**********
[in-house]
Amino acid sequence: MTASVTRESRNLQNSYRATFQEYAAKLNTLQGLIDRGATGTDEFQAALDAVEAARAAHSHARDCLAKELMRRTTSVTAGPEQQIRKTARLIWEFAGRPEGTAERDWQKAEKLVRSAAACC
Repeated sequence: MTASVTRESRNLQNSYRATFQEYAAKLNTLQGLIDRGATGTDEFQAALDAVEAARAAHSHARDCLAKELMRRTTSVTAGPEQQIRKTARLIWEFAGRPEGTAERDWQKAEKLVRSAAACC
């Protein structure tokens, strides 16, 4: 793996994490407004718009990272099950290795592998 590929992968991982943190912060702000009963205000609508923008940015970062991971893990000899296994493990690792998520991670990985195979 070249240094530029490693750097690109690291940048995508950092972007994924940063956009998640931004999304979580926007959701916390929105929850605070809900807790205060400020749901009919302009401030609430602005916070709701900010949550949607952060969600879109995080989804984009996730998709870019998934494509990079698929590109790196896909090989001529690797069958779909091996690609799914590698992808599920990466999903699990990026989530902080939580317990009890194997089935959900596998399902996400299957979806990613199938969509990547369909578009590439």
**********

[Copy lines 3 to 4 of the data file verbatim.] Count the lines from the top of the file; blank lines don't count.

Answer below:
Repeated sequence: MTASVTRESRNLQNSYRATFQEYAAKLNTLQGLIDRGATGTDEFQAALDAVEAARAAHSHARDCLAKELMRRTTSVTAGPEQQIRKTARLIWEFAGRPEGTAERDWQKAEKLVRSAAACC
């Protein structure tokens, strides 16, 4: 793996994490407004718009990272099950290795592998 590929992968991982943190912060702000009963205000609508923008940015970062991971893990000899296994493990690792998520991670990985195979 070249240094530029490693750097690109690291940048995508950092972007994924940063956009998640931004999304979580926007959701916390929105929850605070809900807790205060400020749901009919302009401030609430602005916070709701900010949550949607952060969600879109995080989804984009996730998709870019998934494509990079698929590109790196896909090989001529690797069958779909091996690609799914590698992808599920990466999903699990990026989530902080939580317990009890194997089935959900596998399902996400299957979806990613199938969509990547369909578009590439």